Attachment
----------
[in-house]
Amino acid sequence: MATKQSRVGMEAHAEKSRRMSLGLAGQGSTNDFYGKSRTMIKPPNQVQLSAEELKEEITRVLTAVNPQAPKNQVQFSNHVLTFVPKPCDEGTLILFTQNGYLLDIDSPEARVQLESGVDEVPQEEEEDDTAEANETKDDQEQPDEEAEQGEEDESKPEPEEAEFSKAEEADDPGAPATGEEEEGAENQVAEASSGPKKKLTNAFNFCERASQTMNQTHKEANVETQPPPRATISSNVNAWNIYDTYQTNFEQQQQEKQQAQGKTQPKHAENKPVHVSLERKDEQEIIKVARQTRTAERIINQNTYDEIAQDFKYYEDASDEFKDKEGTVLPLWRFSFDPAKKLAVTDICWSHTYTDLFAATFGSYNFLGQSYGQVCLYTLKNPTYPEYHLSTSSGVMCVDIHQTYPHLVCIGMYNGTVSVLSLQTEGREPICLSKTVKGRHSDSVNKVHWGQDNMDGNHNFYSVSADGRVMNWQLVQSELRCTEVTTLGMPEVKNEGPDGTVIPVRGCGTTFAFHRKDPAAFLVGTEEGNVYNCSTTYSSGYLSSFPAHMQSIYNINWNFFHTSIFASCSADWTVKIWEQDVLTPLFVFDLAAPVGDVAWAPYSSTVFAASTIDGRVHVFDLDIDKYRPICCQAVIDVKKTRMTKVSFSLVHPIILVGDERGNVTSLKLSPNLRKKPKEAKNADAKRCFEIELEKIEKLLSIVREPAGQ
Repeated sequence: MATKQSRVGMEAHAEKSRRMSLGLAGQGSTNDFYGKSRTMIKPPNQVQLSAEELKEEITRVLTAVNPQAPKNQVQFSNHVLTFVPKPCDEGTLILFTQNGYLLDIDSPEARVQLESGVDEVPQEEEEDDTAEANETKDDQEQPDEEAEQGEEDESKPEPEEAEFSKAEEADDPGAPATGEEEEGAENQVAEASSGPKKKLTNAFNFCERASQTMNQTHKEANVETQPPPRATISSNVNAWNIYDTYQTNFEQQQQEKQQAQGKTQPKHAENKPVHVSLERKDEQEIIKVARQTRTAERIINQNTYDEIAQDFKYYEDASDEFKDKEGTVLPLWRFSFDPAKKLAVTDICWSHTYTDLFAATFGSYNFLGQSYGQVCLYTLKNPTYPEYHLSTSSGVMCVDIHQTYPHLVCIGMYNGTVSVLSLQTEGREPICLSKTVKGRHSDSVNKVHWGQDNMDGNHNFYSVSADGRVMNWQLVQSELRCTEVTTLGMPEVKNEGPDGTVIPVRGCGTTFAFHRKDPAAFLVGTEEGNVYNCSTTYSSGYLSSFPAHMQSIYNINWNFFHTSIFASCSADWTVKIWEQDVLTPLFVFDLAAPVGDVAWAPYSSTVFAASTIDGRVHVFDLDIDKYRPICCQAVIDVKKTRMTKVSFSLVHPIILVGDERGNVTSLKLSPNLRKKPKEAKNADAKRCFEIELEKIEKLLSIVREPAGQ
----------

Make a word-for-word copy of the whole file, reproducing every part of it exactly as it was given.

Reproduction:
[in-house]
Amino acid sequence: MATKQSRVGMEAHAEKSRRMSLGLAGQGSTNDFYGKSRTMIKPPNQVQLSAEELKEEITRVLTAVNPQAPKNQVQFSNHVLTFVPKPCDEGTLILFTQNGYLLDIDSPEARVQLESGVDEVPQEEEEDDTAEANETKDDQEQPDEEAEQGEEDESKPEPEEAEFSKAEEADDPGAPATGEEEEGAENQVAEASSGPKKKLTNAFNFCERASQTMNQTHKEANVETQPPPRATISSNVNAWNIYDTYQTNFEQQQQEKQQAQGKTQPKHAENKPVHVSLERKDEQEIIKVARQTRTAERIINQNTYDEIAQDFKYYEDASDEFKDKEGTVLPLWRFSFDPAKKLAVTDICWSHTYTDLFAATFGSYNFLGQSYGQVCLYTLKNPTYPEYHLSTSSGVMCVDIHQTYPHLVCIGMYNGTVSVLSLQTEGREPICLSKTVKGRHSDSVNKVHWGQDNMDGNHNFYSVSADGRVMNWQLVQSELRCTEVTTLGMPEVKNEGPDGTVIPVRGCGTTFAFHRKDPAAFLVGTEEGNVYNCSTTYSSGYLSSFPAHMQSIYNINWNFFHTSIFASCSADWTVKIWEQDVLTPLFVFDLAAPVGDVAWAPYSSTVFAASTIDGRVHVFDLDIDKYRPICCQAVIDVKKTRMTKVSFSLVHPIILVGDERGNVTSLKLSPNLRKKPKEAKNADAKRCFEIELEKIEKLLSIVREPAGQ
Repeated sequence: MATKQSRVGMEAHAEKSRRMSLGLAGQGSTNDFYGKSRTMIKPPNQVQLSAEELKEEITRVLTAVNPQAPKNQVQFSNHVLTFVPKPCDEGTLILFTQNGYLLDIDSPEARVQLESGVDEVPQEEEEDDTAEANETKDDQEQPDEEAEQGEEDESKPEPEEAEFSKAEEADDPGAPATGEEEEGAENQVAEASSGPKKKLTNAFNFCERASQTMNQTHKEANVETQPPPRATISSNVNAWNIYDTYQTNFEQQQQEKQQAQGKTQPKHAENKPVHVSLERKDEQEIIKVARQTRTAERIINQNTYDEIAQDFKYYEDASDEFKDKEGTVLPLWRFSFDPAKKLAVTDICWSHTYTDLFAATFGSYNFLGQSYGQVCLYTLKNPTYPEYHLSTSSGVMCVDIHQTYPHLVCIGMYNGTVSVLSLQTEGREPICLSKTVKGRHSDSVNKVHWGQDNMDGNHNFYSVSADGRVMNWQLVQSELRCTEVTTLGMPEVKNEGPDGTVIPVRGCGTTFAFHRKDPAAFLVGTEEGNVYNCSTTYSSGYLSSFPAHMQSIYNINWNFFHTSIFASCSADWTVKIWEQDVLTPLFVFDLAAPVGDVAWAPYSSTVFAASTIDGRVHVFDLDIDKYRPICCQAVIDVKKTRMTKVSFSLVHPIILVGDERGNVTSLKLSPNLRKKPKEAKNADAKRCFEIELEKIEKLLSIVREPAGQ